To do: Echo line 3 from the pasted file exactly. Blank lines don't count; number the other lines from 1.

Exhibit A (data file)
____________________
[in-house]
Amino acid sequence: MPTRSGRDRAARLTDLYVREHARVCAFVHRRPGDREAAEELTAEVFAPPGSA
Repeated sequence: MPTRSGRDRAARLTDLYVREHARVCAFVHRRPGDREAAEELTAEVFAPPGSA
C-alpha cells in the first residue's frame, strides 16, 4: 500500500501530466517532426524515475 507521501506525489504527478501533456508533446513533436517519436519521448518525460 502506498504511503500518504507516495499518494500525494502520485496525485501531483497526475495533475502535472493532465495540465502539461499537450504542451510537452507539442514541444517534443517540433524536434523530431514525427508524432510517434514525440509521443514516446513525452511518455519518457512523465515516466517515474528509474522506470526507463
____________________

Repeated sequence: MPTRSGRDRAARLTDLYVREHARVCAFVHRRPGDREAAEELTAEVFAPPGSA